FINGERPRINT MATCHING Fingerprints
can be examined for external characteristics, specifically the friction ridge patterns unique to every
individual. Ultrasound scanning can also capture
the internal or vascular fingerprint reflected in the
capillaries. A step beyond fingerprints is a palm
print, which looks for variations in principle lines
and other marks. The FBI recently upgraded its
Integrated Automated Fingerprint Identification
System (IAFIS) to include palms – over 6 million
palm prints have been collected so far.
HAND GEOMETRY Beyond a mere finger,
your entire hand offers distinctive identifiers. According to the National Science and Technology
Council, hand geometry readers “use a simple
concept of measuring and recording the length,
width, thickness and surface area of an individual’s hand while guided on a plate.” Some scanners
are able to measure the distance between the
knuckles to the fingerprints, curvature of the
digits and even shadow cast.
IRIS RECOGNITION Whether you inherited your eye color from one of your parents is
irrelevant – the shapes and patterns surrounding
your iris are 100% original to you. Near-infrared
light is used to illuminate the iris to reveal additional variations that aren’t visible in plain sight.
A related but entirely separate ocular approach
is retina scanning, which examines the capillaries within the eye. Both options can read the eye
even if glasses or normal contacts are present.
EAR IDENTIFICATION Were you aware
that your ears are just as singular as your fingerprints? The morphology of our outer cartilage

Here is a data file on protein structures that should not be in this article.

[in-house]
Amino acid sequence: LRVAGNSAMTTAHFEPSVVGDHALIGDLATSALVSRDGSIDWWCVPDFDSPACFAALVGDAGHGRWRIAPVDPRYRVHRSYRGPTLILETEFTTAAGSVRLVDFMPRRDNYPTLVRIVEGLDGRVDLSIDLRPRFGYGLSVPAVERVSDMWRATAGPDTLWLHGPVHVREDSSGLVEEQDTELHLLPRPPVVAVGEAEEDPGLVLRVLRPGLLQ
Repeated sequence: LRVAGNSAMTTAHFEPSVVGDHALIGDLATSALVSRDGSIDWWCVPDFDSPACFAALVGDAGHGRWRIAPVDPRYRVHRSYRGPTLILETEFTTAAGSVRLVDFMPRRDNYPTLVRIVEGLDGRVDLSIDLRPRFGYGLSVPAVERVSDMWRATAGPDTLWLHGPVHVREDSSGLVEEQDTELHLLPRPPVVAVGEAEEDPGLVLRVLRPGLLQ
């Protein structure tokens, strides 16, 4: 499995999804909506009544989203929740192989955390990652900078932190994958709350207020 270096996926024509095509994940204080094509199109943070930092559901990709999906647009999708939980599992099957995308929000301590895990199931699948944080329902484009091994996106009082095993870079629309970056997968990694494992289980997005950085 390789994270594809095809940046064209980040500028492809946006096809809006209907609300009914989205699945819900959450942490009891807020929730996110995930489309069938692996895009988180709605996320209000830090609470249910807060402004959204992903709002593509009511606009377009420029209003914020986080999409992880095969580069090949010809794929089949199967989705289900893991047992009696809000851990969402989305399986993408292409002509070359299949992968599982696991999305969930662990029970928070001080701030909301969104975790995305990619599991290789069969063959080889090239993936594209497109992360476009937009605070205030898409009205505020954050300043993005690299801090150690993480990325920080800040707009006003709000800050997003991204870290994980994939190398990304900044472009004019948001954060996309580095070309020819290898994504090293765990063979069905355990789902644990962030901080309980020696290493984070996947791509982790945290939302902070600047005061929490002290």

is relatively static over time and is comprised
of nine separate anatomy points. Even our own
ears are not a match for each other, nor are they
perfect replicas among twins and other multiples.
This metric is limited to forensic use at this time,
but it has the potential to crossover to commercial applications once barriers such as profile
angles, lighting and obfuscations with hair are
FACIAL RECOGNITION This technology
measures distances between specific parts of
a person’s face – the sum of the various points
being an exclusive attribute. An algorithm can
identify the nuances between the shape and
position of the eyes, nose, ears, jawline and other
contours. The metrics are sophisticated enough
that basic changes to a person’s appearance such
as makeup, hairstyles or reading glasses do not
typically interfere with a match.
VEIN MATCHING The network of veins just
below the surface of your skin exhibits unique
variations and can be detected with infrared light.
Unlike external markers, your veins stay in the
same place as you age and it would be exceedingly rare for them to become damaged. This
contactless option currently has applications for
time and attendance, patient identification, and
logging onto computers and servers. It is even
used to register for the GMAT (a business graduate school exam) to “preserve test integrity.”
Any part of the human body that is unique to an individual can be turned into a biometric credential. You may not be aware
just how many forms of biometrics are available. There are two
classes of biometrics – those that are tied to the shape of physical
characteristics that can be measured (see below) and behavioral
traits that are based on a person’s actions (page 36). See which
options would be suitable for your population.
BIOMETRICS AT A GLANCE